Iran to join Latin American trade deal
( AP ) - Iran plans to join a Latin American initiative designed to counter U.S.-led efforts for free trade in the region, the Web site of the Iranian president's office reported Sunday as Venezuelan President Hugo Chavez visited the country.
The report said Chavez welcomed Iran's observer membership in the Cuban-Venezuelan alternative to the Free Trade Area of the Americas. It did not specify exactly what observer membership would entail, but illustrated the growing relationship between Venezuela and Iran, whose leaders have strongly condemned U.S. policies.
"The pillars of world arrogance have been shaky. Victory will be realized by resistance and steadiness," Iranian President Mahmoud Ahmadinejad said while meeting with Chavez, according to the Web site.
Chavez and Cuban President Fidel Castro, another U.S. enemy, signed the deal - known by its Spanish acronym ALBA - in 2005 to counter Washington's efforts to expand free trade with Latin American countries. It contains much leftist rhetoric and few specifics, but was followed by closer economic ties between the two leaders.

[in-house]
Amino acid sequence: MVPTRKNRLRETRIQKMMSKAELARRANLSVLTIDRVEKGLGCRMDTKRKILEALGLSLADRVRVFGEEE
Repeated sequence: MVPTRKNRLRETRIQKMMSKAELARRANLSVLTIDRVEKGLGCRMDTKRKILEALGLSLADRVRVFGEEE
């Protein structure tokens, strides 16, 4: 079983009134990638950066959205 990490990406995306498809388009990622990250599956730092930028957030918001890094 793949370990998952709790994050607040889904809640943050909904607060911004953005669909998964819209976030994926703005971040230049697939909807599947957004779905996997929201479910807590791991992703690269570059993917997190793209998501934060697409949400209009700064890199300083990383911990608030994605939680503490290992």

Although the FTAA stalled in 2005, Washington since has signed nine free trade agreements with Latin American countries.
"Cooperation between independent countries such as Iran and Venezuela will have an effective role in defeating imperialism," the Web site quoted Chavez as saying.
Ties between Iran and Venezuela have been growing stronger. Chavez has defended Iran's disputed nuclear program, dismissing U.S. concerns that Tehran is secretly trying to develop atomic weapons.
"Political interests and close regional and international stances are among the important factors that help to continue this close cooperation," Iran's Foreign Ministry spokesman Mohammad Ali Hosseini told reporters Sunday during his weekly press conference.
Chavez arrived in Iran on Saturday for a two-day visit, as part of a three-nation tour after stops in Russia and Belarus. His visit is the third to Iran in the past two years.